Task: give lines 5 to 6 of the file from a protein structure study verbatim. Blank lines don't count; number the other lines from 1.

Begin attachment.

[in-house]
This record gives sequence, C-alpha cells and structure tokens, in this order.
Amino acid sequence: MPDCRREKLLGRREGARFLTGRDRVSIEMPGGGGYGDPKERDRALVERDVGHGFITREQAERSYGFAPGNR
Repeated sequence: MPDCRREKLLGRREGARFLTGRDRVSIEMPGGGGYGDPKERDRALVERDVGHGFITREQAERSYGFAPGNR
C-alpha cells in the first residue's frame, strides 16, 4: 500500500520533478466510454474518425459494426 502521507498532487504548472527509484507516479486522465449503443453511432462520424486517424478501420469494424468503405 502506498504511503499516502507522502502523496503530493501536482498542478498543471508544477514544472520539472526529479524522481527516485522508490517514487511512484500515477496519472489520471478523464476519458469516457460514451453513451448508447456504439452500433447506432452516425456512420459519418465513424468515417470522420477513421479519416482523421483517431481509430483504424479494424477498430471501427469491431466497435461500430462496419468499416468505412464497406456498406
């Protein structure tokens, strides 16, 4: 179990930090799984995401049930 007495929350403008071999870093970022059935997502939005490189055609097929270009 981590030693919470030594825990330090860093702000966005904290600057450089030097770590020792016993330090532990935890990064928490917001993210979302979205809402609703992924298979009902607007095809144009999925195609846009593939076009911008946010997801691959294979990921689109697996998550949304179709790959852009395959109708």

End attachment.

C-alpha cells in the first residue's frame, strides 16, 4: 500500500520533478466510454474518425459494426 502521507498532487504548472527509484507516479486522465449503443453511432462520424486517424478501420469494424468503405 502506498504511503499516502507522502502523496503530493501536482498542478498543471508544477514544472520539472526529479524522481527516485522508490517514487511512484500515477496519472489520471478523464476519458469516457460514451453513451448508447456504439452500433447506432452516425456512420459519418465513424468515417470522420477513421479519416482523421483517431481509430483504424479494424477498430471501427469491431466497435461500430462496419468499416468505412464497406456498406
């Protein structure tokens, strides 16, 4: 179990930090799984995401049930 007495929350403008071999870093970022059935997502939005490189055609097929270009 981590030693919470030594825990330090860093702000966005904290600057450089030097770590020792016993330090532990935890990064928490917001993210979302979205809402609703992924298979009902607007095809144009999925195609846009593939076009911008946010997801691959294979990921689109697996998550949304179709790959852009395959109708």